Chicago And A Pair Of Counties Bring Lawsuit Against OxyContin Makers

Two California counties and the city of Chicago, hard hit by OxyContin addiction, are suing the drug's manufacturers. Reporter Emily Green says they're charging that the drug-makers have contributed to an epidemic of prescription drug abuse.

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Two California counties and the city of Chicago are suing the makers of prescription pain medications such as OxyContin. They charge the companies have contributed to an epidemic of prescription drug abuse. In California, the lawsuit was filed by Orange and Santa Clara counties on behalf of the entire state. Emily Green reports.

EMILY GREEN, BYLINE: The first time she tried a painkiller, Nicole Dowdell went numb.

NICOLE DOWDELL: It's a feeling of, like - kind of a relief. Like a, ahh, kind of thing.

GREEN: That was three years ago, and Nicole, now 25, has been trying to get her life on track ever since. A doctor gave her the drug Norco after she severely cut her finger and had surgery. Within a month of taking the drug for the first time, she was addicted.

DOWDELL: Once you start it, you try to milk the situation for what it is. And I was just going to different doctors for different things and getting the medication.

GREEN: For pain in her back - for headaches - for anything. She went from taking it by mouth to snorting it. She's far from alone. Addiction to painkillers is a national epidemic according to the Centers for Disease Control and Prevention. Nicole lives in Santa Clara County, just outside of San Francisco. The number of opioid-related deaths there tripled from 2003 to 2013, says assistant County Counsel Danny Chou.

DANNY CHOU: The reason that this crisis has occurred is based on the decades-long marketing plan by these drug companies to create a market for these drugs that never should have existed. And this has spawned a new generation of addicts and abusers.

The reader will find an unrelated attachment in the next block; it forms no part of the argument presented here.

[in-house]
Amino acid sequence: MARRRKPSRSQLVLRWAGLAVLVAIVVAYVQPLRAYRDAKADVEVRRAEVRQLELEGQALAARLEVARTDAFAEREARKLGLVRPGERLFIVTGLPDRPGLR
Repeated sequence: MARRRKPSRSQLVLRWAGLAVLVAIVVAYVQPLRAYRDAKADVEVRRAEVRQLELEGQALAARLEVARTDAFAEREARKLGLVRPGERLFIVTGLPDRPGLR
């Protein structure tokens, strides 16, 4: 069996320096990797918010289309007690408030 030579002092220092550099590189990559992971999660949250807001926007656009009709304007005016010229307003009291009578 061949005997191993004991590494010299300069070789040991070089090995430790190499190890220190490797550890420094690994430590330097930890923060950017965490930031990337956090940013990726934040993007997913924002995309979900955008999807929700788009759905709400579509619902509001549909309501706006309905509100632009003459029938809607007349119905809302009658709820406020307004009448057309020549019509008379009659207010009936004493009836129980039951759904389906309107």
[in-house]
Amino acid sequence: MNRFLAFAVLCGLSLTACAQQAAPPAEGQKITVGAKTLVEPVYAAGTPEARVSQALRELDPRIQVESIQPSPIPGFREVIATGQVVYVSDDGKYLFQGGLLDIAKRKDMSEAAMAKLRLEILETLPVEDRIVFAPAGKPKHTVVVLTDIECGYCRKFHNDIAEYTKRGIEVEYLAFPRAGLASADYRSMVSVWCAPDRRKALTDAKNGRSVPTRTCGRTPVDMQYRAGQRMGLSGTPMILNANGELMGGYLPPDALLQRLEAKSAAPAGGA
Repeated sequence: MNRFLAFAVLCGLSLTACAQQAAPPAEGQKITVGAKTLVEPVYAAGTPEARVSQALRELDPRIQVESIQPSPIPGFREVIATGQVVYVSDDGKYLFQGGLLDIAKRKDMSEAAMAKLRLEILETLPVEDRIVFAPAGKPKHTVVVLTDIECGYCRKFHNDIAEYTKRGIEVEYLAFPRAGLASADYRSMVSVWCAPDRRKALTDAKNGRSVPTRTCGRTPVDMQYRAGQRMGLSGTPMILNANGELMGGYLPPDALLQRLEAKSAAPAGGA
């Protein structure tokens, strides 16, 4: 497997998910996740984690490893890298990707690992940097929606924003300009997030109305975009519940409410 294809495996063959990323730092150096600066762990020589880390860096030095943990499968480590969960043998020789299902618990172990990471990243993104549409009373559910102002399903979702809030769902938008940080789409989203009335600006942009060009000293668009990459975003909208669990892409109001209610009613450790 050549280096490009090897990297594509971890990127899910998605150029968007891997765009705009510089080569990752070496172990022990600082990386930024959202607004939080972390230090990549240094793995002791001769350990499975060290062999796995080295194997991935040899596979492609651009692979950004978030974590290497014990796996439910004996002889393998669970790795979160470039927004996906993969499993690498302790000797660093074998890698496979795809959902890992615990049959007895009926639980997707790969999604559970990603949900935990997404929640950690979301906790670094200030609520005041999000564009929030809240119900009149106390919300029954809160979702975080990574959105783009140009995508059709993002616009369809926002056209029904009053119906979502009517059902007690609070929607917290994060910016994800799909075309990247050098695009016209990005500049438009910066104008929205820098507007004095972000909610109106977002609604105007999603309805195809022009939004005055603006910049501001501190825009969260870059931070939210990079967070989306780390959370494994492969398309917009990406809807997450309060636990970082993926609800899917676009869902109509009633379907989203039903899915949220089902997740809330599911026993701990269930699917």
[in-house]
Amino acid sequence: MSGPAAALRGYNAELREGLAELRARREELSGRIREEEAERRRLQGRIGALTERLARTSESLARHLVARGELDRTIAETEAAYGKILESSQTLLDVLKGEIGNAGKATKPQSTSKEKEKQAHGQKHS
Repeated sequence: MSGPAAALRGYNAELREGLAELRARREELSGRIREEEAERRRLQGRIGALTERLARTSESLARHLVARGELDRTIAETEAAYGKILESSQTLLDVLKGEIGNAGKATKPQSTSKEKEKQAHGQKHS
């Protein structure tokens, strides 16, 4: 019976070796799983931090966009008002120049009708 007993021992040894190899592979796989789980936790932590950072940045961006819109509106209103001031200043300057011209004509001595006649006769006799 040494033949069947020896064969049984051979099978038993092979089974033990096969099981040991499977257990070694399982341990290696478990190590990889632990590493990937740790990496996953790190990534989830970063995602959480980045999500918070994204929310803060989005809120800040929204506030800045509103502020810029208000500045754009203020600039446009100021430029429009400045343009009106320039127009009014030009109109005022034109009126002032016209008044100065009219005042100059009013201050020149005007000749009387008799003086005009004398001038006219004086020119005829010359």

GREEN: Chou says Santa Clara County is spending millions of dollars in its public hospitals to treat patients suffering from addiction and overdoses. It's also seen a rise in crime. And he wants the drug companies to pay, like the tobacco companies did in the 1990s after they were sued. The lawsuits filed by Santa Clara and Orange counties as well as Chicago accuse the pharmaceutical manufactures of purposefully downplaying the risks of painkillers. Chou says the companies secretly funded what look like mutual advocacy organizations like the American Pain Foundation to promote the drugs.

CHOU: They're the ones who deceive the doctors about the risks and benefits of opioid drugs. And they also deceive patients who then demand these drugs from the doctors. Ultimately, I don't think that the problem could be resolved until doctors and patients get accurate information. You have to start at the source.

GREEN: None of the five pharmaceutical company sued would agree to an interview. In an e-mailed statement, Johnson and Johnson said its pain medications give doctors and patients important choices to help manage the debilitating effects of chronic pain, and that it's committed to supplying providers with accurate information.

ANNA LEMBKE: It's not just the pharmaceutical companies. It's really the whole healthcare industry.

GREEN: Anna Lembke is director of Stanford University's addiction medicine program. She says, for starters, most doctors don't think about addiction. Also, insurance companies pay doctors for the number of patients they see, and prescribing a pill is easy and quick.

LEMBKE: Now you add to that, the pharmaceutical companies aggressively marketing these miracle cures for chronic pain, plus patients coming in saying I'm in terrible pain, won't you help me? So you've got Vicodin over here - you prescribe it. Your patient comes back next time and says thank you so much, doctor. That worked great. I feel so much better. Well, you're going to keep prescribing it.

GREEN: As the lawsuits against the drugmakers advance, a key question will be who's to blame - the patients who ask for it, the doctors who prescribe it, or the companies that create and market it? For NPR News, I'm Emily Greene.

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